Issue Number 263            July 27, 2001


  1. CDC's National Hepatitis C Prevention Strategy is now online
  2. NPI to hold Congressional Educational Breakfast at the U.S. Capitol August 2
  3. August is National Immunization Awareness Month
  4. NPI offers a new reference guide on vaccines and vaccine safety 
  5. GAVI Immunization Advocacy Resource Kit now available online!
  6. CDC's National Immunization Program releases Influenza Vaccine Bulletin #5


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July 27, 2001

Visit the website of the Centers for Disease Control and Prevention (CDC) to obtain a copy of the National Hepatitis C Prevention Strategy. Designed to protect the public's health, this strategy outlines guidelines for prevention and control of hepatitis C virus (HCV) infection. Its goals are to lower the  incidence of acute hepatitis C in the United States and to reduce the disease burden from chronic HCV infection.

According to the executive summary of the National Hepatitis C Prevention Strategy, its principle components are as follow:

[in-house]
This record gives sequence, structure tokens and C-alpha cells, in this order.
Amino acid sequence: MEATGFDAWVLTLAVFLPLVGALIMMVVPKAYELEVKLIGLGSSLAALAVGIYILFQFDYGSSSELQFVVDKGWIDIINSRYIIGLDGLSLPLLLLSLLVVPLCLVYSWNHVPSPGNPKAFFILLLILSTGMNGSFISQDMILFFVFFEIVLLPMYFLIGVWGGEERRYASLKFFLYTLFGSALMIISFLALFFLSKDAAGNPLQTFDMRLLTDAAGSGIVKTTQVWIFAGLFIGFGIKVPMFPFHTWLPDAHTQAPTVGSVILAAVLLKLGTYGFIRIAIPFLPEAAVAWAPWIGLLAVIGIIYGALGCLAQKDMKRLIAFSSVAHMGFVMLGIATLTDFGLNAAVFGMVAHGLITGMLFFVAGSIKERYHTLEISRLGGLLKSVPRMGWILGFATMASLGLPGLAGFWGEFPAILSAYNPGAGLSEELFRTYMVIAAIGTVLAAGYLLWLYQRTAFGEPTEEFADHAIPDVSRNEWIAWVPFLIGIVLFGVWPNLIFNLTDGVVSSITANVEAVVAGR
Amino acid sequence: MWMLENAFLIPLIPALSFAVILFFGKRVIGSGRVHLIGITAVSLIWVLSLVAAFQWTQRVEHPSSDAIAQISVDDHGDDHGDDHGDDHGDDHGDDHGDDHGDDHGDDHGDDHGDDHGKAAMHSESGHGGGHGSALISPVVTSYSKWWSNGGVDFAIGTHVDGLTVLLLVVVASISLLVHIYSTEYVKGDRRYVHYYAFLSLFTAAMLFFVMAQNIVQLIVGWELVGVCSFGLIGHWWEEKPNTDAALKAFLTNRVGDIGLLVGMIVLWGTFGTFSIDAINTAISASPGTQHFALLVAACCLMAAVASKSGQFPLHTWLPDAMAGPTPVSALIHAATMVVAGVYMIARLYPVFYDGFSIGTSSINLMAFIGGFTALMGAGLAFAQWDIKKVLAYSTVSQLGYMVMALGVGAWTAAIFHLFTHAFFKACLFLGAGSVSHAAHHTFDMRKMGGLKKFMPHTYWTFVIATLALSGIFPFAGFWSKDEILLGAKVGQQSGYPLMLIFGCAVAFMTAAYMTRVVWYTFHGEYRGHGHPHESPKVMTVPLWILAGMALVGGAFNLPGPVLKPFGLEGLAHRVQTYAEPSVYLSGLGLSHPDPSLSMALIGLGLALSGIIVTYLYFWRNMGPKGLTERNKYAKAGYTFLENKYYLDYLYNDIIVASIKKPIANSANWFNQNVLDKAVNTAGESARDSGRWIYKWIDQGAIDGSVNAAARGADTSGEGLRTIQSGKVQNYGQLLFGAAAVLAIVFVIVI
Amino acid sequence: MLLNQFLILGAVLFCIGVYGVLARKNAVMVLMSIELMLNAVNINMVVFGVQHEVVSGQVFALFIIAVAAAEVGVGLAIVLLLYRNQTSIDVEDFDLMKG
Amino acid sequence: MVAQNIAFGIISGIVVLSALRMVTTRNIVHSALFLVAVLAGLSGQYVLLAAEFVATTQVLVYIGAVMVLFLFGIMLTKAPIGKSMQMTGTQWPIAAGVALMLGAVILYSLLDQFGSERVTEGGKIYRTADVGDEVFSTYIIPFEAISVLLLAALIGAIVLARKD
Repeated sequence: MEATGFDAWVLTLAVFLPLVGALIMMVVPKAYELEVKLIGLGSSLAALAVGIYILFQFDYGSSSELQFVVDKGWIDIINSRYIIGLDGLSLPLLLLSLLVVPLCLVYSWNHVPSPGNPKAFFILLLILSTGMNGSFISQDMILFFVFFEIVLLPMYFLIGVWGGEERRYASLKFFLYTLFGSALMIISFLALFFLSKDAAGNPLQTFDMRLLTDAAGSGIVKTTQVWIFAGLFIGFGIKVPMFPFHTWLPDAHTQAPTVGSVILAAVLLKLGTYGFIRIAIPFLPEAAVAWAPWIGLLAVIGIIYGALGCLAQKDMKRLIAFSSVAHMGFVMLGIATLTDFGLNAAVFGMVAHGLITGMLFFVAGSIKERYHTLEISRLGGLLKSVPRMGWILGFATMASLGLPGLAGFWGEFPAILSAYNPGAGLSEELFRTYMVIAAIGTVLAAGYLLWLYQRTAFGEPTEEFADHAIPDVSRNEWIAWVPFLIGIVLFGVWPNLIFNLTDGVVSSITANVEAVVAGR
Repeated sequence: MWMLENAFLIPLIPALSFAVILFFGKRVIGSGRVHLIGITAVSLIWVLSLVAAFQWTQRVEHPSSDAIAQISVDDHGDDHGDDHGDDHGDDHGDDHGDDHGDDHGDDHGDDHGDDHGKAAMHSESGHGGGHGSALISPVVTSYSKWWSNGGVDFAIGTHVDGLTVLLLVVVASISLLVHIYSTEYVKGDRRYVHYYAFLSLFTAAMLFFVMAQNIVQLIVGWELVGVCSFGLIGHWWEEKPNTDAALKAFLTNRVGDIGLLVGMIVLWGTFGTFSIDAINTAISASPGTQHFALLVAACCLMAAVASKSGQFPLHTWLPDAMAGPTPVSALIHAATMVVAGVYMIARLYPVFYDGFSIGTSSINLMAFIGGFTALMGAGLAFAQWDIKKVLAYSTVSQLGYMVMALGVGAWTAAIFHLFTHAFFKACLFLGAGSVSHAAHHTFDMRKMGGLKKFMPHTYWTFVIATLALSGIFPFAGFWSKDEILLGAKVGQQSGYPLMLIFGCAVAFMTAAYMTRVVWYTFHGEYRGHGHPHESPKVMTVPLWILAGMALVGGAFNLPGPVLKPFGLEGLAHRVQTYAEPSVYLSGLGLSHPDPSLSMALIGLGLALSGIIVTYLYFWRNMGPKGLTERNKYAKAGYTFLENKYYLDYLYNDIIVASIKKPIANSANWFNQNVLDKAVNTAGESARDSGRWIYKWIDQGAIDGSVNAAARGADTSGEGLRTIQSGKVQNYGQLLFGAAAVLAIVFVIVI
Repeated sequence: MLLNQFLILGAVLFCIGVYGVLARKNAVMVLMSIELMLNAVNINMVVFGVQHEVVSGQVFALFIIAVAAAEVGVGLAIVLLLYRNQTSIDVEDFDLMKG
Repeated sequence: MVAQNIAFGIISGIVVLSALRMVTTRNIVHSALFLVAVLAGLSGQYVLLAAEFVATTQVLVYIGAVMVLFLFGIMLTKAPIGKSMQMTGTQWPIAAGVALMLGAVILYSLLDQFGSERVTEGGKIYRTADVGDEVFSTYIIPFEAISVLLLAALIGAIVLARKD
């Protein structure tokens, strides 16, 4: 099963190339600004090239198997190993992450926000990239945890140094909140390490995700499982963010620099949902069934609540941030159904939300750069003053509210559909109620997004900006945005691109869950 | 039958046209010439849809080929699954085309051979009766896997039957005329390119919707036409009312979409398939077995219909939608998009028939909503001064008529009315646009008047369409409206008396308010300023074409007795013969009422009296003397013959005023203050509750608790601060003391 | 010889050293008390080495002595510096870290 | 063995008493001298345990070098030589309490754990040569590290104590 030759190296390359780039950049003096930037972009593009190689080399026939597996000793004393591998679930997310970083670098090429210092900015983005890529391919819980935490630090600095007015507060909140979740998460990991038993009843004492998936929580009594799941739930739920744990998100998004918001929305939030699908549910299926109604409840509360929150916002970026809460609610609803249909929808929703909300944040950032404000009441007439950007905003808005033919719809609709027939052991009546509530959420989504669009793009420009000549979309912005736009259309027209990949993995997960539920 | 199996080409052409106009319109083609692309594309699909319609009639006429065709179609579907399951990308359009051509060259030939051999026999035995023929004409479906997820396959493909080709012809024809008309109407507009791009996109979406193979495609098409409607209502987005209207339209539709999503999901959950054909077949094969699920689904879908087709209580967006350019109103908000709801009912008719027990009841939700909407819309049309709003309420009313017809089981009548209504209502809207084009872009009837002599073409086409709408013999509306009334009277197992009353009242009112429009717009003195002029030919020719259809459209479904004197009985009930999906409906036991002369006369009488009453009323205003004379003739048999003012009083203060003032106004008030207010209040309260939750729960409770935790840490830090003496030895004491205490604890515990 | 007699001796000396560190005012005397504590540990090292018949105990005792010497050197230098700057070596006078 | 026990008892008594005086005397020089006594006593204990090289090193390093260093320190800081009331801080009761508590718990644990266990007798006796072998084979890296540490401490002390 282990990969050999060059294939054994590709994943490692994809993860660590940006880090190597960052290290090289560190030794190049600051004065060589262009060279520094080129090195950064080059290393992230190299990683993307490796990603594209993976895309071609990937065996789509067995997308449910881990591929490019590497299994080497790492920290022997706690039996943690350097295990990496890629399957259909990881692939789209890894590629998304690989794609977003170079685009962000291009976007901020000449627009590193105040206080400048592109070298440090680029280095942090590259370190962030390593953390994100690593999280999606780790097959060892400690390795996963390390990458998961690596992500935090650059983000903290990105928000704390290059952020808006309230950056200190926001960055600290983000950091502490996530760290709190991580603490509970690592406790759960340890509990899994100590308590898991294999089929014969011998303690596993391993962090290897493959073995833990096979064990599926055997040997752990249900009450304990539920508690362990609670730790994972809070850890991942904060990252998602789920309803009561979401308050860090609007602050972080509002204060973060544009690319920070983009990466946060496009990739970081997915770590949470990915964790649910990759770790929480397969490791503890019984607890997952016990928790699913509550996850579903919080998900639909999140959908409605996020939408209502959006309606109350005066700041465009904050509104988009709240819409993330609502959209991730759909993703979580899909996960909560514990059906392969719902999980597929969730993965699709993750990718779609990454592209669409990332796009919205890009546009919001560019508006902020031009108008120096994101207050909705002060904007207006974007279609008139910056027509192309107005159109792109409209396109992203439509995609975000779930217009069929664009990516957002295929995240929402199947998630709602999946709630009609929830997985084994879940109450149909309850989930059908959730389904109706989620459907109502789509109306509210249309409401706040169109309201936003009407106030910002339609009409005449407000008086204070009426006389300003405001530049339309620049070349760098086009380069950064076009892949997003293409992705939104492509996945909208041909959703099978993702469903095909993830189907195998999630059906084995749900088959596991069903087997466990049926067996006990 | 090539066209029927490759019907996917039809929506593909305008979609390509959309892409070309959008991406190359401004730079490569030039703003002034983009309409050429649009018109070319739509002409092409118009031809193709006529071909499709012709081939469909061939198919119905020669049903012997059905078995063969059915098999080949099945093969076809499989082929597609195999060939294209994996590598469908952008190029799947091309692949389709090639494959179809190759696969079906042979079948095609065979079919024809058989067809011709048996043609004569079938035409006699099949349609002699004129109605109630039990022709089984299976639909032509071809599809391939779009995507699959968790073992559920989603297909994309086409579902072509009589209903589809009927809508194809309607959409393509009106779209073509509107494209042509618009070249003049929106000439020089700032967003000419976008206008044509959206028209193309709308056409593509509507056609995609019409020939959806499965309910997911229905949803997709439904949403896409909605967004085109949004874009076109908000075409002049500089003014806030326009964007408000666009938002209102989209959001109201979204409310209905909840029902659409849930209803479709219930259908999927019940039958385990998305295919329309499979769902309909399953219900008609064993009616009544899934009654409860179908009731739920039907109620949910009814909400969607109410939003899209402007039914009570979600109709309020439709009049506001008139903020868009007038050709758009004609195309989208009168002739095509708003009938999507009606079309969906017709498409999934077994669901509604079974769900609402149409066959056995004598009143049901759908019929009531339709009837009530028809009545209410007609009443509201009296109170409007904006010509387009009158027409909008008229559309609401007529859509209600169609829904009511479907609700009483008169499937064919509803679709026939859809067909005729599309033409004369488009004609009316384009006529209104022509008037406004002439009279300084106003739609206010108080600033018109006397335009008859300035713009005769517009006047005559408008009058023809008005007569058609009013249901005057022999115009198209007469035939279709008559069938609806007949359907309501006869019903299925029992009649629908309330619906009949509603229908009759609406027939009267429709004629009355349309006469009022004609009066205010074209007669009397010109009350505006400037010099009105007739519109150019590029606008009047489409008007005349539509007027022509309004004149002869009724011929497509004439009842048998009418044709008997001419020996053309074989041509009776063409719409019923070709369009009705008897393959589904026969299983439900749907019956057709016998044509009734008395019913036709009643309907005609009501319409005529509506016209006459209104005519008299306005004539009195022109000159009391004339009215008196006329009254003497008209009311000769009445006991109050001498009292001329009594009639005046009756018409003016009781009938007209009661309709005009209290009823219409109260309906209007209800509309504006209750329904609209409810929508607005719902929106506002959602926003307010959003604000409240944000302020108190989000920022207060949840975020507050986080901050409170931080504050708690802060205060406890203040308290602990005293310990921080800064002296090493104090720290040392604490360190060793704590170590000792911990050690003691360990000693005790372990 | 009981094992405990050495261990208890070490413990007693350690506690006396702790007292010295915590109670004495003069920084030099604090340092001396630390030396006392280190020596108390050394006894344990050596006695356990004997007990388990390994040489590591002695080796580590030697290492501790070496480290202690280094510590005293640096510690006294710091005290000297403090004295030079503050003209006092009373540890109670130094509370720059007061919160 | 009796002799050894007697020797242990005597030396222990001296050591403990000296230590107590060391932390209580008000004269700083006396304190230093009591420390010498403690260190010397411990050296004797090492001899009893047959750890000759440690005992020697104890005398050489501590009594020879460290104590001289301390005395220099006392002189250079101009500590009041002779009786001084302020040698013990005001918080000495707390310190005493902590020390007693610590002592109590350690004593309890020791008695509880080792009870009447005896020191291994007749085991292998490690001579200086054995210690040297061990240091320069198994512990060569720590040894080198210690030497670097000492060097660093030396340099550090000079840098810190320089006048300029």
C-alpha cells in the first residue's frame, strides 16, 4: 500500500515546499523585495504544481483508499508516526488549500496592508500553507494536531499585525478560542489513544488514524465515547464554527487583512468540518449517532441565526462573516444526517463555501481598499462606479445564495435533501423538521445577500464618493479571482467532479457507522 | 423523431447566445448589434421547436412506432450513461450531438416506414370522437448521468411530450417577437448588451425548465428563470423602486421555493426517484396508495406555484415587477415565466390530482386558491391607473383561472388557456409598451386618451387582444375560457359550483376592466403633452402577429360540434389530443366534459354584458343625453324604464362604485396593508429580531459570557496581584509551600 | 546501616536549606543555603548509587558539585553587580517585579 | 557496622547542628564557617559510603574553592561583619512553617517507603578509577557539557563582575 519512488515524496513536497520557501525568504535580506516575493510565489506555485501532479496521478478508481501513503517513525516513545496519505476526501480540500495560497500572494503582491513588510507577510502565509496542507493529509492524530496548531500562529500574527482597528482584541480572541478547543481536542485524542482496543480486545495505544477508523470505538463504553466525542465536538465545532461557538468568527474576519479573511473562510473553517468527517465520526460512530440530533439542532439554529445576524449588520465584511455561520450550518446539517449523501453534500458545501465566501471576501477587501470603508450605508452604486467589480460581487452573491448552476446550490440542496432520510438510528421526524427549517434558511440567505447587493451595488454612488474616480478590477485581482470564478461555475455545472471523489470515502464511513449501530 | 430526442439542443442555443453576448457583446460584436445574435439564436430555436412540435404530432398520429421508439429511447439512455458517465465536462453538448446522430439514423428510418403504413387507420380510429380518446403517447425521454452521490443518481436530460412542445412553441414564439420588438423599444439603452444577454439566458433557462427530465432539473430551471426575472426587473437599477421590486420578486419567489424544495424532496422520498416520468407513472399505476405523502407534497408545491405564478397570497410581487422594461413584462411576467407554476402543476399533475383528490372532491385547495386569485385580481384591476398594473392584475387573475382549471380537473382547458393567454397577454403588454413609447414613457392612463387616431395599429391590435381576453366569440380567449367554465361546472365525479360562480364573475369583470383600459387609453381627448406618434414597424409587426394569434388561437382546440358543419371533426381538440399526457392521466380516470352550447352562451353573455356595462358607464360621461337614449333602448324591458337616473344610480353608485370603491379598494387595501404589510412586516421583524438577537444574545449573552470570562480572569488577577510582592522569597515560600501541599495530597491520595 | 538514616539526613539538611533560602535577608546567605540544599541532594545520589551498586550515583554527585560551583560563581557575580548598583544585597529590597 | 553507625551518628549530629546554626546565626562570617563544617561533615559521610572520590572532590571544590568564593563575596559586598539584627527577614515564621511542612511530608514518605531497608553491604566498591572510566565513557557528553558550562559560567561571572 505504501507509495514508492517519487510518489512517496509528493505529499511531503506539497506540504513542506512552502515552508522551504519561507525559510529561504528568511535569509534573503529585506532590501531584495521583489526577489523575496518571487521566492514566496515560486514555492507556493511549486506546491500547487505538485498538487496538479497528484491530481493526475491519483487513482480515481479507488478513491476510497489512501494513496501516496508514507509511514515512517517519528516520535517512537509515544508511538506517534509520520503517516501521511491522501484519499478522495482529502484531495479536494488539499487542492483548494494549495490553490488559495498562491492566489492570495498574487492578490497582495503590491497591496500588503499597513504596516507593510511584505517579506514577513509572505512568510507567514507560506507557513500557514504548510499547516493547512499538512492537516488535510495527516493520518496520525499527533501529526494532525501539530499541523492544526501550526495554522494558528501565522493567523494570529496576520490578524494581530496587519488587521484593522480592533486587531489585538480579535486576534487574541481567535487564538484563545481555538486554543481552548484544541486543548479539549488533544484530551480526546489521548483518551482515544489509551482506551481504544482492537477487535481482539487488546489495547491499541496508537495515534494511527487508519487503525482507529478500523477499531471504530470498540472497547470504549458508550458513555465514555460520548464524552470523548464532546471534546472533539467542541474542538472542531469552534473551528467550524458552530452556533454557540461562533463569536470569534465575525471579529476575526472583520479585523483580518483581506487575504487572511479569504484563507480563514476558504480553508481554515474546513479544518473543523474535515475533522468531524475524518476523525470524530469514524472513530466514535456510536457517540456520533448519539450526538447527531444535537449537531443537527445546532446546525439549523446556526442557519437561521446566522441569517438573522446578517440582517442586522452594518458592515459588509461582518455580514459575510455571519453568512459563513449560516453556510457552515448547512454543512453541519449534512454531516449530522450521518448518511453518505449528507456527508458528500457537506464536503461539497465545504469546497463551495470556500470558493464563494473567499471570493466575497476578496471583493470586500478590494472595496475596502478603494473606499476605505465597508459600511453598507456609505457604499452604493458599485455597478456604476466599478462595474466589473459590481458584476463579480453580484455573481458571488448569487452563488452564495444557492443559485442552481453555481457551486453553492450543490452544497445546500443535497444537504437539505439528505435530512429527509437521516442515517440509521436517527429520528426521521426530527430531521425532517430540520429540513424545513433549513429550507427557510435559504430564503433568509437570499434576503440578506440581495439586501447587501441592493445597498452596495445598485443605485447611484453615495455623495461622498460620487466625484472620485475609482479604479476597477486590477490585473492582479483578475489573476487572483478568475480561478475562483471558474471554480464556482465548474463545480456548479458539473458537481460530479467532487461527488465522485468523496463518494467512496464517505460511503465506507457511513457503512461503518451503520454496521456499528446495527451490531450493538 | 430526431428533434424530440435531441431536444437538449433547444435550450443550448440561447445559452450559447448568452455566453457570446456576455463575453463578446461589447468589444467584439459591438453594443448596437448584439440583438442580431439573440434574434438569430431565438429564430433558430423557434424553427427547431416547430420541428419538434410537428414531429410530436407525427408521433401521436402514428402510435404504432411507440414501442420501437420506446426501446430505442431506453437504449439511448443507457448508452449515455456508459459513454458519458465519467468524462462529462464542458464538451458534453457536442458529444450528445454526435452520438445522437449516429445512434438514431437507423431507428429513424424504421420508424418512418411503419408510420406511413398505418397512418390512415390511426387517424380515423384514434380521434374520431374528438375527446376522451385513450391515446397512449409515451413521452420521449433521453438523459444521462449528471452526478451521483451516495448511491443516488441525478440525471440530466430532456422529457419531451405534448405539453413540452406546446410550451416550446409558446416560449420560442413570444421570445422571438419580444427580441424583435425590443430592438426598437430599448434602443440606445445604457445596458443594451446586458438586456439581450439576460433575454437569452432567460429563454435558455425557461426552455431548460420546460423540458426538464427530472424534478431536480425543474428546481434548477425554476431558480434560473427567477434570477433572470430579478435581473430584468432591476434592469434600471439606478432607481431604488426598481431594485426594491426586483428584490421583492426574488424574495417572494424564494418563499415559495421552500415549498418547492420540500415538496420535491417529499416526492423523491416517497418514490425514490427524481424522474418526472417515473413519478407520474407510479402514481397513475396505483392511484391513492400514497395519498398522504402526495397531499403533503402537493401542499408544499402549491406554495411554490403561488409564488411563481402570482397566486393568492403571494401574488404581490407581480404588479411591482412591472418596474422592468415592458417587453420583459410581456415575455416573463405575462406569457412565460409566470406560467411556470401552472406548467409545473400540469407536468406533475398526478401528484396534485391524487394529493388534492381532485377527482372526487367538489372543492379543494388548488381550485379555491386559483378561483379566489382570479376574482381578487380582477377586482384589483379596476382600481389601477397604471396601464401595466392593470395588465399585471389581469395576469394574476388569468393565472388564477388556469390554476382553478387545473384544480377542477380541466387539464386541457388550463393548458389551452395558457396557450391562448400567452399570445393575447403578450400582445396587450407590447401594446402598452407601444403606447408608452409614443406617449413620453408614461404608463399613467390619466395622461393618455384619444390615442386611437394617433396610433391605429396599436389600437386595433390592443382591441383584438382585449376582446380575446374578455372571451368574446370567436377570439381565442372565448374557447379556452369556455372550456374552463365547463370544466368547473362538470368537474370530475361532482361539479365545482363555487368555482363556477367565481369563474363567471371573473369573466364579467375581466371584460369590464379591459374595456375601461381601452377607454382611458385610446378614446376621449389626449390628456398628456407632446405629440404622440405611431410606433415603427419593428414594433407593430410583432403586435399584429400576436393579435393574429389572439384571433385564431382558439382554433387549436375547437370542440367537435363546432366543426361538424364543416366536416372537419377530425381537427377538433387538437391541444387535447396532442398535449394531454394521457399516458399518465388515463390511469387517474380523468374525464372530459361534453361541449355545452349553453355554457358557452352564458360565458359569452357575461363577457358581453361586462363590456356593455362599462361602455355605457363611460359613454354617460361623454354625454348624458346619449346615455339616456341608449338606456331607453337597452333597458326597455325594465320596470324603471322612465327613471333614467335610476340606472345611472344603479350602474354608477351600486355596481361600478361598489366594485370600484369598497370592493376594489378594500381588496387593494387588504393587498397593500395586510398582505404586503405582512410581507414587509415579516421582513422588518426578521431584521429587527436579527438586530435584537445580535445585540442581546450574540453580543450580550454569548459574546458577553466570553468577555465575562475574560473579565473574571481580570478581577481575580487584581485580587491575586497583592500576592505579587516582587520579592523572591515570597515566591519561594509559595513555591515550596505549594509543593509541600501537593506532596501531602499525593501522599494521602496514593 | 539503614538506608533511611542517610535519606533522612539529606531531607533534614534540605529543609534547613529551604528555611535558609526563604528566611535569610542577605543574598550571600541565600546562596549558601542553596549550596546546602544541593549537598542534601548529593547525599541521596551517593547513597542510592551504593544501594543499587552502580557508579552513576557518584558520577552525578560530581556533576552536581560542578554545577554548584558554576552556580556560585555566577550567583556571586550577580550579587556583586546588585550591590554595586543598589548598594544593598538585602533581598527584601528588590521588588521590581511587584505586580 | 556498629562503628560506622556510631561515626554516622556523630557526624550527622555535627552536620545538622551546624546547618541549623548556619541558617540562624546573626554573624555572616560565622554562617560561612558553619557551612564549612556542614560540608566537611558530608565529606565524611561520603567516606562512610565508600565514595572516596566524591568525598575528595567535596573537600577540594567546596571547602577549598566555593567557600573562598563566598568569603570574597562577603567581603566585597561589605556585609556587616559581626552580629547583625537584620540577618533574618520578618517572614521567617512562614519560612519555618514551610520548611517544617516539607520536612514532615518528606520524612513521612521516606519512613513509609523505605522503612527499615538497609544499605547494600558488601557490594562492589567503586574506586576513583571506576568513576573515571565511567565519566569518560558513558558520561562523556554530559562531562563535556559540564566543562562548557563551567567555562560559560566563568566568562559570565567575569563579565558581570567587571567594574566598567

• education of health care and public health professionals to improve the identification of persons at risk for HCV infection and ensure appropriate counseling, diagnosis, medical management, and treatment;
  • education of the public and persons at risk for infection about risk factors for HCV transmission, and the need for testing and medical evaluation;
  • clinical and public health activities to identify, counsel, and test persons at risk for HCV infection, and medical evaluation or referral for those found to be infected;
  • outreach and community-based programs to prevent practices that put people at risk for HCV infection, and to identify persons who need to get tested;
  • surveillance to monitor acute and chronic disease trends and evaluate the effectiveness of prevention and medical care activities; and
  • research to better guide prevention efforts.

To obtain a copy of this strategy, visit

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July 27, 2001